Who Pays for a Royal Wedding — and How Much Does It Cost?

The Economic Impact of a Royal Wedding
The sale of commemorative merchandise, like these mugs, is expected to bring millions into the British economy. DANIEL LEAL-OLIVAS/AFP/Getty Images

We know — "low-key" isn't the word most people would use to describe a royal anything, especially a wedding. This event is no exception, starting with the invitations, which are printed in actual gold ink. However impressive the price tag estimate is, this wedding will actually be comparatively less lavish than previous royal nuptials. For starters, it's being held at St. George's Chapel (occupancy 800) on the grounds of Windsor Castle about an hour outside of London, rather than at Westminster Abbey, which holds up to 2,000 people. Since Harry is pretty far down in line for the throne compared with big bro William, and the family, rather than the state, is paying for the event, few foreign dignitaries and British politicians are expected to attend. Donald Trump, Barack Obama and Teresa May were reportedly not invited [source: Smith-Spark and Foster].

Harry and Meghan are also making their nuptials a more relatable affair by inviting 2,640 commoners to be on the grounds at Windsor as they arrive and depart. Those lucky enough to attend will be treated to $36,000 worth of hot tea and sausage rolls [source: Evans]! The venue also necessitates another major departure from previous royal shindigs — since they won't be in London, there won't be a carriage ride down those famous streets post-ceremony. However, Windsor locals (and those who make the journey to be nearby) will enjoy a procession immediately after the ceremony.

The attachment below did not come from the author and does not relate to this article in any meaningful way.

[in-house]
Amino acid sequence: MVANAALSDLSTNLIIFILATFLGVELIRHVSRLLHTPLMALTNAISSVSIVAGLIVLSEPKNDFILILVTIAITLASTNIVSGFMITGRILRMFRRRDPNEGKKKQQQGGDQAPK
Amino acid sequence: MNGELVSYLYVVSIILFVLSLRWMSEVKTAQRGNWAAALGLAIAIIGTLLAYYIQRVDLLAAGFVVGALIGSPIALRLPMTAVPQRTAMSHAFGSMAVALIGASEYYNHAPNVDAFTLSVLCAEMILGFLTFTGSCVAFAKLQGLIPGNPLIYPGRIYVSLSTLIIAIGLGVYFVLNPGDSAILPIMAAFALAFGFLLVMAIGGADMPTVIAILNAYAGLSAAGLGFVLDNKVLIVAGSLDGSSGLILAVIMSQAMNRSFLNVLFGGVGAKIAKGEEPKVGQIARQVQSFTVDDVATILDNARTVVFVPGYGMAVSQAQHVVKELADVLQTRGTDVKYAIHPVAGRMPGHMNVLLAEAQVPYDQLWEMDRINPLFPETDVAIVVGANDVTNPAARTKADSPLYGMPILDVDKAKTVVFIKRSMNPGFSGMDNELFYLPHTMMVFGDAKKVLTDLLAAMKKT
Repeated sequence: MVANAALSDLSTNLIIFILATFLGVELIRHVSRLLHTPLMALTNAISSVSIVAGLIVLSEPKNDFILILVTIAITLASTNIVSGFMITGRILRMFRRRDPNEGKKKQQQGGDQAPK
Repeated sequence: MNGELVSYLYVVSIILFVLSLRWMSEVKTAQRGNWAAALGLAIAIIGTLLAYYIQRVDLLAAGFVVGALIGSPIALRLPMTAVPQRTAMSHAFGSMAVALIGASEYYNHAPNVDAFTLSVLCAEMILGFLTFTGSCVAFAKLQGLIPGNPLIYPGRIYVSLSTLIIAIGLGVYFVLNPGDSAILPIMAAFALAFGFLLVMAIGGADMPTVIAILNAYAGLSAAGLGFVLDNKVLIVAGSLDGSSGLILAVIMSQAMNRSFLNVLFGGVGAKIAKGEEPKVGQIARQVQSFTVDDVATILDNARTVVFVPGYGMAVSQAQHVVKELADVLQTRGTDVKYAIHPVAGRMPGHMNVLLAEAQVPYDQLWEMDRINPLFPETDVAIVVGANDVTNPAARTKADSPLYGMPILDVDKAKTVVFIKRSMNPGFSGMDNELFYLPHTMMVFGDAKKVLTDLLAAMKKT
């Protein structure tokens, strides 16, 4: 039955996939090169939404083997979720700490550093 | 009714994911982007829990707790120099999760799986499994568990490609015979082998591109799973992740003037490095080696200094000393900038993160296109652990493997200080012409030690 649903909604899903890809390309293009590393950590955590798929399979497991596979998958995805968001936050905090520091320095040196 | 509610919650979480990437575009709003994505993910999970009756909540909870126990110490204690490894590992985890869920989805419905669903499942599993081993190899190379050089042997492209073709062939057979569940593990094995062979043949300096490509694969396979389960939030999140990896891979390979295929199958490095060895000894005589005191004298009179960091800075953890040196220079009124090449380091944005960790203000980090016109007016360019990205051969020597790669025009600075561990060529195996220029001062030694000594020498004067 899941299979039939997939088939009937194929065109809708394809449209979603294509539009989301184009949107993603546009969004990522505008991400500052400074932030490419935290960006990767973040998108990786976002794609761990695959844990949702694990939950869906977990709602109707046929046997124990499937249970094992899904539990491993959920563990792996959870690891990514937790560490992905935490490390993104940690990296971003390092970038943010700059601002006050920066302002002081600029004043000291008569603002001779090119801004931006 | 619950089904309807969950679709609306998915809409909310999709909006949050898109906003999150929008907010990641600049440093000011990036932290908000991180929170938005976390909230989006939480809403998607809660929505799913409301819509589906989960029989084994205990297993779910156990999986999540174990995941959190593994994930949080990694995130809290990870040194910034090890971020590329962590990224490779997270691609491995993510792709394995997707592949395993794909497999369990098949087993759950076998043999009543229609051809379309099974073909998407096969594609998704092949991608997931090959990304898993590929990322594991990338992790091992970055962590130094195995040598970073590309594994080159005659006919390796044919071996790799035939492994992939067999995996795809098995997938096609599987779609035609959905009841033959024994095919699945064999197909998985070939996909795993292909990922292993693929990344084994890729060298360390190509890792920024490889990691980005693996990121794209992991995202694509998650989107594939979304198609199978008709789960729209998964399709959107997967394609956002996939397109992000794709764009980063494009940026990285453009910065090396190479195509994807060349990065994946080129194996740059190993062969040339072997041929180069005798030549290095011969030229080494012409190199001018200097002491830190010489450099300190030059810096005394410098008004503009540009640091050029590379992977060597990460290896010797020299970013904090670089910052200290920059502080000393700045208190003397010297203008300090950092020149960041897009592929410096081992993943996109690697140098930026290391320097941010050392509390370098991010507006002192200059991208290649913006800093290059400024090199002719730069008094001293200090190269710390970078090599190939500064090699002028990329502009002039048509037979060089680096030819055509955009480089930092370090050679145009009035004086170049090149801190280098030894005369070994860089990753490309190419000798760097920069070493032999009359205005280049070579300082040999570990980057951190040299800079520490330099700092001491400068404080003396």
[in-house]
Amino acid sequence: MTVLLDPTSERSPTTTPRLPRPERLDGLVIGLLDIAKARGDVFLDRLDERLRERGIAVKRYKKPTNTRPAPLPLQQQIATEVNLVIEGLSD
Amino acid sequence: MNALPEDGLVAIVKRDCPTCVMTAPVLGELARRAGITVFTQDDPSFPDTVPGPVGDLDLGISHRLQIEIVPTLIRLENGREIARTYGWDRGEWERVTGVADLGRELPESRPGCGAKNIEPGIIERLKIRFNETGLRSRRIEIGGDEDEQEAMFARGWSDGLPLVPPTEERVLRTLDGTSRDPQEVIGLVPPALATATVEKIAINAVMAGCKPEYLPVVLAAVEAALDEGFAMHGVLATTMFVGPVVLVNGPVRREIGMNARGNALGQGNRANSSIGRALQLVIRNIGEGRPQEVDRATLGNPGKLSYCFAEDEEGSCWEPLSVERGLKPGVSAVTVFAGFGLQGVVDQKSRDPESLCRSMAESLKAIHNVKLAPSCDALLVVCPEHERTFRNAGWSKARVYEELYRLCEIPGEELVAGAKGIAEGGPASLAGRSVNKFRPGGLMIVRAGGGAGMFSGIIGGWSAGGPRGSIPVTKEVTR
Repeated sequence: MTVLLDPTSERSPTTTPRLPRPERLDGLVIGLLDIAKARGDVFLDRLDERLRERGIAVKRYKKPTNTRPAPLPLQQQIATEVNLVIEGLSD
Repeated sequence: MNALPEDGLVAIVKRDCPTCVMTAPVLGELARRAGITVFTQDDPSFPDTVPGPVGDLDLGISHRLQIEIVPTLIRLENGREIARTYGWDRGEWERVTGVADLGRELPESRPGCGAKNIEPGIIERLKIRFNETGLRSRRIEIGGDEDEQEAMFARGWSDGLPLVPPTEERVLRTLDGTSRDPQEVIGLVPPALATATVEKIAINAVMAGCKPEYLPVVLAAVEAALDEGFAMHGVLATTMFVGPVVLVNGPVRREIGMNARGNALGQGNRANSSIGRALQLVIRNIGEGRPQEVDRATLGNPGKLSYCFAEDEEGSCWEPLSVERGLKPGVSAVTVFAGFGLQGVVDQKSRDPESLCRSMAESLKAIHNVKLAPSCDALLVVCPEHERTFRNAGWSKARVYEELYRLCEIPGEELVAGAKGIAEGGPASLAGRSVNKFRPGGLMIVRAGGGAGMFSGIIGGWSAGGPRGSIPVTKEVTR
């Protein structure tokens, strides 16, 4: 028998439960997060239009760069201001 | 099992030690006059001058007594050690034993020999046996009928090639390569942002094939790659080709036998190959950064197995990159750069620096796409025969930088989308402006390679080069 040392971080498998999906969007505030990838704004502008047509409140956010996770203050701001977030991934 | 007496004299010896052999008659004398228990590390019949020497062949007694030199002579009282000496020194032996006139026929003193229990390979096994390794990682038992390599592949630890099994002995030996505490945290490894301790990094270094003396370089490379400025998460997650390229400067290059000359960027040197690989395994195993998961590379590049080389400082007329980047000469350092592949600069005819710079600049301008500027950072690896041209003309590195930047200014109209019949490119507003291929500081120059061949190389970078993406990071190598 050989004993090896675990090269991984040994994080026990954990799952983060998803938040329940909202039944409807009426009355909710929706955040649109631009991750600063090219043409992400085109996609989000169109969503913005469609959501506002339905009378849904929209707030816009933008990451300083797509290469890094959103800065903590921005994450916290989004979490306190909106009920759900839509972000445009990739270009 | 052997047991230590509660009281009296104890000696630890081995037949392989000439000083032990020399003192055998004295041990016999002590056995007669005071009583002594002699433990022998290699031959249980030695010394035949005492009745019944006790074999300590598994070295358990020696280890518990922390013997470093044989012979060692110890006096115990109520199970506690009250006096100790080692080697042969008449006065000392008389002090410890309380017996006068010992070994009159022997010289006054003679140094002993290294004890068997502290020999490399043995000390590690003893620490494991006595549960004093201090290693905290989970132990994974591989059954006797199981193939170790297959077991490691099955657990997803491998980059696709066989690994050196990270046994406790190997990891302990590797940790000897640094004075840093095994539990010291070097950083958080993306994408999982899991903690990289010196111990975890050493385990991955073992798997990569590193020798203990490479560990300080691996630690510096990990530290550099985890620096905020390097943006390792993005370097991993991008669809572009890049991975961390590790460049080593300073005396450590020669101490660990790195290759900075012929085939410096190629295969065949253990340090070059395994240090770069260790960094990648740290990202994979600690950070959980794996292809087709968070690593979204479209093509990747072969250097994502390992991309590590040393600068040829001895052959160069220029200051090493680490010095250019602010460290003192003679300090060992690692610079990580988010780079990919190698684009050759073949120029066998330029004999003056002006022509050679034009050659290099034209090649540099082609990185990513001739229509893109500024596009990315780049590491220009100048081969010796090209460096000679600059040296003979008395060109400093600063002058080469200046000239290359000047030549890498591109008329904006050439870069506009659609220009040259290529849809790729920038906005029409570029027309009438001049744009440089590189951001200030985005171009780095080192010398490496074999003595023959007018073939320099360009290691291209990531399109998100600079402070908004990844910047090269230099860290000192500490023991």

Despite the immense crowd-control, security and cleanup costs associated with the ceremony, Britons will actually end up making more money than they spend on the event. Some experts say that the income from Prince Harry and Markle's wedding will be around $1.42 billion (£1.05 billion), thanks in large part to a major surge in tourism — to compare, an extra 350,000 visitors came to the U.K. in April 2011, the month when Will wed [source: MarketWatch].

Souvenir trinkets, such as plates, pill boxes, T-shirts, tankards and virtually anything else you can think of will also bring in millions in revenue, as well as food and drink bought to celebrate the occasion. Countless bottles of Champagne and wine will be purchased by British well-wishers to toast the newlyweds. But perhaps most important, the worldwide media blitz surrounding the couple and the wedding is sure to keep England in vacationers' minds for quite some time. One expert put the free advertising for Britain at $407 million (£300 million), and the uplift to the fashion industry (thanks to the interest in Meghan's clothes) at $200 million (£150 million) [source: MarketWatch].

Last editorial update on May 14, 2018 03:20:28 pm.

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